CAFS switches to zero cost course materials for students


Illustration by Katrina Singleton

Gabriela Reyes, Reporter

The department of Child, Adolescent, and Family Studies (CAFS) at CSU Bakersfield is opting for an affordable learning solution, switching all CAFS courses to Open Educational Resources and Zero Cost Course Materials. 

According to Elaine Correa, the department chair for CAFS, they have been moving to OER and ZCCM since the spring semester of 2018. This idea was led by Sandra Bozarth, an associate professor and coordinator of Affordable Learning Solution Initiative, and it was created to help student save money by reducing textbook cost. 

Correa also said that in the beginning the only had 14 courses switched to OER and ZCCM, and this helped students save $58,120.40 which ultimately helped the department win an award. 

“In 2019, the Department of Child, Adolescent, and Family Studies won the CSUB university-wide competition for reducing textbook cost for students. The department was awarded $10,000, which was used to continue transferring courses to either no-cost or low-cost for students. The focus of the department has been on finding ways to save our students money,” Correa said.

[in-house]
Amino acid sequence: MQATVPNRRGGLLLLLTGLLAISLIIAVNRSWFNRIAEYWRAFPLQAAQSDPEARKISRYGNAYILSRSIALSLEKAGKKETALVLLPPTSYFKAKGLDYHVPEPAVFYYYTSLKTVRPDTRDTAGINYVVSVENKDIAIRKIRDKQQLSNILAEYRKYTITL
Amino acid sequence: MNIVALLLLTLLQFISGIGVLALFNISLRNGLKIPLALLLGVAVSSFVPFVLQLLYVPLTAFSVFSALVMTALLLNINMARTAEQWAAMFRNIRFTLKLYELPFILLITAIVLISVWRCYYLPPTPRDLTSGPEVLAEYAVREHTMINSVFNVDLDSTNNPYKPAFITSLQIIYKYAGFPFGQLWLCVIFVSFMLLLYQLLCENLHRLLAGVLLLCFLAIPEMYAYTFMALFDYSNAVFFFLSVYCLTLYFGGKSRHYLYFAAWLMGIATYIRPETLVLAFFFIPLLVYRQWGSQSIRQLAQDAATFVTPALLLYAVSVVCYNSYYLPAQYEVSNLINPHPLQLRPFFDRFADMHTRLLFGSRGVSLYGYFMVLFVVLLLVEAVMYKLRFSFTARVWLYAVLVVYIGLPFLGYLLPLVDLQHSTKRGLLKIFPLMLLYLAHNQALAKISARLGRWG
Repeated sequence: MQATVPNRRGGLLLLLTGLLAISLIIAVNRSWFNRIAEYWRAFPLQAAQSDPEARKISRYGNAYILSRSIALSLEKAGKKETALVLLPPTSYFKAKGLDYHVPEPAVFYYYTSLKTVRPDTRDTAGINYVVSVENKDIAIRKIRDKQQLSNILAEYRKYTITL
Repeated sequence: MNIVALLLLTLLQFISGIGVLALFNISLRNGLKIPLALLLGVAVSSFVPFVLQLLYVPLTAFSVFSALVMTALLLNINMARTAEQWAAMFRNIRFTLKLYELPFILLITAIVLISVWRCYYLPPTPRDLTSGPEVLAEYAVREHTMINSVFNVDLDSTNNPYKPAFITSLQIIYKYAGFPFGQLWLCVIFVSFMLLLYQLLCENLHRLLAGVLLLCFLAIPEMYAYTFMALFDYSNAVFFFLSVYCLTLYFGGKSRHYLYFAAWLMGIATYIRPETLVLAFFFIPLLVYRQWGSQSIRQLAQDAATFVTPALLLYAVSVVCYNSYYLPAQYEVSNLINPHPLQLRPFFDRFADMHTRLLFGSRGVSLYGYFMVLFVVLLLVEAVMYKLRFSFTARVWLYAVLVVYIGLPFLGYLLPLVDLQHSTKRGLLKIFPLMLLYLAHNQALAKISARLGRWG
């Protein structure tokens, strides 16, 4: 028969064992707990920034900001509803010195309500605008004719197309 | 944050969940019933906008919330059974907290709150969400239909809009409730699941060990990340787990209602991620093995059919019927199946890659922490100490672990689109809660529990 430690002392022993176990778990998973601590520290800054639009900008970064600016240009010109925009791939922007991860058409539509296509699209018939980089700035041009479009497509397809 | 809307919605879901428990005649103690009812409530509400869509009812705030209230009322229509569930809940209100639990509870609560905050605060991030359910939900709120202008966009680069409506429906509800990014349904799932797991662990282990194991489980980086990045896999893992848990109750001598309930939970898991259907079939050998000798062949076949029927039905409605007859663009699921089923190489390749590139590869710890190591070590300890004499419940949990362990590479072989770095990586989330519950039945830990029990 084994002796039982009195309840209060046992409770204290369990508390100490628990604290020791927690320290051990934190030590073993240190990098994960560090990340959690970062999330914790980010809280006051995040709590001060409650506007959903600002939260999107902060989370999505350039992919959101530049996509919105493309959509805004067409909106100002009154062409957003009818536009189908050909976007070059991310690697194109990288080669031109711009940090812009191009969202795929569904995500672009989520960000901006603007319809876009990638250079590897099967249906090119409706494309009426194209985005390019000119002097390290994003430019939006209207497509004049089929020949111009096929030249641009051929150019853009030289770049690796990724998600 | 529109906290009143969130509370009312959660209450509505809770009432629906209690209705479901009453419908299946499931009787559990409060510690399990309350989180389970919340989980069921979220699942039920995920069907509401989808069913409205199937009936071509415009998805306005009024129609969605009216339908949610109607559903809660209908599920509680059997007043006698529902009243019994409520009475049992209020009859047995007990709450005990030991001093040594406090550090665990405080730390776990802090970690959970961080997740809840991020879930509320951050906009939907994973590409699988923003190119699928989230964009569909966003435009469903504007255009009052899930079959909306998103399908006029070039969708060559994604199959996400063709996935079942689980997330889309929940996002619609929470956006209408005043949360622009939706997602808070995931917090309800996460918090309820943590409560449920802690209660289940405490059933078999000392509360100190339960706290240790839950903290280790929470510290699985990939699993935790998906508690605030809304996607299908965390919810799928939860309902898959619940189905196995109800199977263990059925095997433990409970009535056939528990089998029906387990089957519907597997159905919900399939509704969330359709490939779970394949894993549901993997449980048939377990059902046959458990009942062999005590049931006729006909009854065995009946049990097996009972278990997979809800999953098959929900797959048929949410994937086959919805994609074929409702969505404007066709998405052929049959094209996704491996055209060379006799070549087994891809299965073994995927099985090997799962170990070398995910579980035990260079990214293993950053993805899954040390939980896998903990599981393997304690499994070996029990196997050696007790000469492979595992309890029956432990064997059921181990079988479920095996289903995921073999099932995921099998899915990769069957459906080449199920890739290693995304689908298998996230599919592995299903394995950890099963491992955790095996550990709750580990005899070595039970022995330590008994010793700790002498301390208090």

As a result, all CAFS courses became OER and ZCCM. 

Bozarth said that faculty members use a variety of resources to accommodate this switch. 

“Some use articles, chapters from books instead of an entire book, software, videos. There is a log of material in the world of Open Education Resources which are free for faculty and students to use. Some of these resources look like your typical online textbook and you can’t tell the difference, other than it is free,” said Bozarth. 

“The department has surveyed the students and asked them whether they want to keep this format offered in the future. A resounding 98% of students have responded that they prefer courses that are OER and ZCCM,” said Correa. 

The advantages this has, according to Bozarth, is that students have a better chance of succeeding because they are provided with class textbooks and materials which are available anywhere from any electronic device. The disadvantages are that it is “time intensive for faculty,” and it is difficult for professors to find an exact selection of whatever specific materials they wish to use. 

“It has its pros and cons; I personally prefer the physical book because some professors give you a difficult time. However, there are professors that provide the class with scans of the book which is great,” Guadalupe De La Cruz, a junior student majoring in CAFS, said.